simplified_splitted
LIMIT 20
),
lagged_info AS (
SELECT
f.*,
lag( step ) over ( profiling ) as previous_step,
lag( logged_when ) over ( profiling ) as previous_logged_when
FROM
full_splitted f
WINDOW profiling AS (
PARTITION BY f.process_id, f.function_name ORDER BY logged_when ASC
)
)
SELECT
i.function_name,
i.previous_step || ' -> ' || i.step,
i.logged_when - i.previous_logged_when
FROM
lagged_info i
WHERE
i.step <> '1'

Results from some random 20 profiling rows look like this:

function_name | ?column? | ?column?
----------------+----------+-----------------
insert_word() | [null] | [null]
insert_word() | 2 -> 3 | 00:00:00.000071
insert_word() | 3 -> 4 | 00:00:00.000087
insert_word() | 1 -> 2 | 00:00:00.000042
insert_word() | 2 -> 3 | 00:00:00.000061
insert_word() | 3 -> 4 | 00:00:00.000067
insert_word2() | 1 -> 2 | 00:00:00.000073
insert_word2() | 2 -> 3 | 00:00:00.000108
insert_word2() | 1 -> 2 | 00:00:00.000075
insert_word2() | 2 -> 3 | 00:00:00.000204
insert_word() | 1 -> 2 | 00:00:00.000045
insert_word() | 2 -> 3 | 00:00:00.000056
insert_word() | 3 -> 4 | 00:00:00.000086
insert_word2() | 1 -> 2 | 00:00:00.000079
insert_word2() | 2 -> 3 | 00:00:00.000104
(15 rows)

So now, we can add full grouping, and present full statistics:

WITH simplified_splitted AS (
SELECT
l.process_id,
regexp_split_to_array( l.message, E'\\s+' ) as message
FROM
postgres_log l
WHERE
l.error_severity = 'LOG'
AND l.message like 'PROFILING: %'
),
full_splitted AS (
SELECT
process_id,
message[2] as function_name,
message[4] as step,
cast( message[6] || ' ' || message[7] as timestamptz ) as logged_when
FROM
simplified_splitted
),
lagged_info AS (
SELECT
f.*,
lag( step ) over ( profiling ) as previous_step,
lag( logged_when ) over ( profiling ) as previous_logged_when
FROM
full_splitted f
WINDOW profiling AS (
PARTITION BY f.process_id, f.function_name ORDER BY logged_when ASC
)
)
SELECT
i.function_name,
i.previous_step || ' -> ' || i.step as which_step,
sum( i.logged_when - i.previous_logged_when ) as total_time,
count(*) as total_count
FROM
lagged_info i
WHERE
i.step <> '1'
GROUP BY
function_name, which_step
ORDER BY
total_time DESC

Results (this time from all 3m rows) look like this:

function_name | which_step | total_time | total_count
----------------+------------+-----------------+-------------
insert_word2() | 2 -> 3 | 00:00:34.921153 | 327246
insert_word() | 3 -> 4 | 00:00:34.18836 | 328851
insert_word2() | 1 -> 2 | 00:00:30.443333 | 363517
insert_word() | 2 -> 3 | 00:00:24.551921 | 365483
insert_word() | 1 -> 2 | 00:00:18.136481 | 365483
insert_word2() | 4 -> 5 | 00:00:02.722998 | 36270
insert_word2() | 2 -> 4 | 00:00:02.699597 | 36271
insert_word() | 5 -> 6 | 00:00:02.697111 | 36630
insert_word() | 3 -> 5 | 00:00:02.601562 | 36632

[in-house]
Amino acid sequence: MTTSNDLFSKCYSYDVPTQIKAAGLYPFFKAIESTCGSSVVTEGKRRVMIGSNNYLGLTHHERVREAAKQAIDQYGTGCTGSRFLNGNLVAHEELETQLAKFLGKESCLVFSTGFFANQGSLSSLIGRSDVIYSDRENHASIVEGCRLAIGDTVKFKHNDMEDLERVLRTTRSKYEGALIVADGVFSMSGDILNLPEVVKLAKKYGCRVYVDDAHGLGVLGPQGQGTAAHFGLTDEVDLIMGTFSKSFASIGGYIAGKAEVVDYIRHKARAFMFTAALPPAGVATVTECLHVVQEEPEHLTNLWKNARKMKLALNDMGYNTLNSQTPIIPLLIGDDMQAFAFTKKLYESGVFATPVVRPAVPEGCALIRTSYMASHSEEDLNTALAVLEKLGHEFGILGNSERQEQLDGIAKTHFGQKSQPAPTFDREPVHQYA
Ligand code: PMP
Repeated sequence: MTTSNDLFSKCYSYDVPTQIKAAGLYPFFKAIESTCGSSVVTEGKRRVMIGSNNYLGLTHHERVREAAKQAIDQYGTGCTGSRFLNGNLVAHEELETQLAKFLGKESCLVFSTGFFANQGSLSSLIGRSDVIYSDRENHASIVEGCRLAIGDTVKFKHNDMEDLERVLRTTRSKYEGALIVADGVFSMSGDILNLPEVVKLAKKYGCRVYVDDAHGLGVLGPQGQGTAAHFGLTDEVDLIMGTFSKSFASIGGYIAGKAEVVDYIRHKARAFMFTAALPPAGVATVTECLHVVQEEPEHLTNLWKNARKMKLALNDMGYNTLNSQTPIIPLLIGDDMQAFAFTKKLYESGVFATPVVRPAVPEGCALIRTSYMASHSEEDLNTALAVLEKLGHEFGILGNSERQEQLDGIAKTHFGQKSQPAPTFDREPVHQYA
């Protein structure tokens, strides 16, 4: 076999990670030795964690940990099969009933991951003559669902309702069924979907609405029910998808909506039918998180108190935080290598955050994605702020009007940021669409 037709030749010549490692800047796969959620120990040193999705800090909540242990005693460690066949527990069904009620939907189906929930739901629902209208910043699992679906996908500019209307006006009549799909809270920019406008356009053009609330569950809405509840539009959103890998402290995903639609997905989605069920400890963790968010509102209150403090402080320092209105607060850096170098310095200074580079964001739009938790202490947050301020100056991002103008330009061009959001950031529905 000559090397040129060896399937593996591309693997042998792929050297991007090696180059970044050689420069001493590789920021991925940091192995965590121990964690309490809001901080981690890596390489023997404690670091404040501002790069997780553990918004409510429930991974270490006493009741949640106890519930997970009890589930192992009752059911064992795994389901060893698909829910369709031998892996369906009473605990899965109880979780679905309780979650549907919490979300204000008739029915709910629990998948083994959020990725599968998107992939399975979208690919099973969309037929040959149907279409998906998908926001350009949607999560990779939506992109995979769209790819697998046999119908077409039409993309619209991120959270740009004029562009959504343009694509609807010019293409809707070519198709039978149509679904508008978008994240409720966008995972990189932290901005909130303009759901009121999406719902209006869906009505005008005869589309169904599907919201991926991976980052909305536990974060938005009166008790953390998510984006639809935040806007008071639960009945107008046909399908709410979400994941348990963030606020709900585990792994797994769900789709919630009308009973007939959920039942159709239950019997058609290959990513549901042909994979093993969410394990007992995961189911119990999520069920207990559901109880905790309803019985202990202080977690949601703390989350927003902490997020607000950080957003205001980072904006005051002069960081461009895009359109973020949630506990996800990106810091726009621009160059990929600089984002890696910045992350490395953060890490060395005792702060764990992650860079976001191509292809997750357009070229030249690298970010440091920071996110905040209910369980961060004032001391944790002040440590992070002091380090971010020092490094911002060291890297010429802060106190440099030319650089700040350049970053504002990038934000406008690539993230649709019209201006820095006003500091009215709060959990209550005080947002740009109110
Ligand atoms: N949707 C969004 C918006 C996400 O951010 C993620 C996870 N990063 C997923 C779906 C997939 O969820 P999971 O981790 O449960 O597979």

insert_word() | 5 -> 7 | 00:00:00.00527 | 2
insert_word2() | 4 -> 6 | 00:00:00.000399 | 1
insert_word() | 7 -> 4 | 00:00:00.000154 | 2
insert_word2() | 6 -> 3 | 00:00:00.000103 | 1
(13 rows)

Looks pretty sweet to me. Of course results are obvious, and there is not really anything I can do to make it faster with these functions, but it shows that the method really works.

  1. 11 comments

  2. # Johan
    Mar 18, 2010

    Thank you for this (and all your articles)! It allowed me to check and optimize a slow function (and revealed some really stupid thinking on my part) from 12 seconds to less than one!

  3. # Brett
    Mar 18, 2010

    The edb-debugger module on pgfoundry also contains an excellent plpgsql profiling tool, which allows you to gather similar data (plus some). It’s less invasive (no code changes required) but you need to explicitly turn it on/off in each session to be traced.
    I’m using it a bit to discover potential improvements in my plpgsql. By day I’m an Oracle developer, but I’ve found the postgres offering to be easier to use and more useful than Oracle’s dbms_profiler.

  4. # ash
    Mar 20, 2010

    ever tried track_functions in postgresql 8.4?

  5. Mar 20, 2010

    @ASH:
    sure. not sure though how’s that relevant. track_functions tracks how many times function was called. This blogpost is about checking how much time parts of function take.

  6. Apr 1, 2010

    Depesz WTF, this blog layout is awful. Bring back the old one.

  7. Apr 1, 2010

    @TOM:
    no way. 2 people complained about new layout (you and metys), and all other opinions i got were: “YAY, it’s so much better than previous”.

  8. # Matthew
    Apr 18, 2010

    @depesz make that 3. At least people could choose the layout before.

  9. Apr 18, 2010

    @Matthew:
    heh, perhaps I should add a poll – “Do you like new layout” :)

    But since, you made it to 3 – theme chooser is back :)

  10. # Matthew
    Apr 18, 2010

    Yay! “AS 400″ selected here.

  11. Sep 24, 2011

    That windowing stuff is a mind bender. How about this instead?

    mark := clock_timestamp();
    – stuff
    RAISE LOG ‘Step 1 : %’, clock_timestamp() – mark;

  12. Sep 25, 2011

    @Brian:
    Sure, it’s possible, but then you’d have to add another mark := clock_timestamp(); *after* each raise log.
    Plus – you have to do more stuff on runtime (more calls to clock_timestamp, substraction), which I wanted to avoid to make the overhead as small as possible.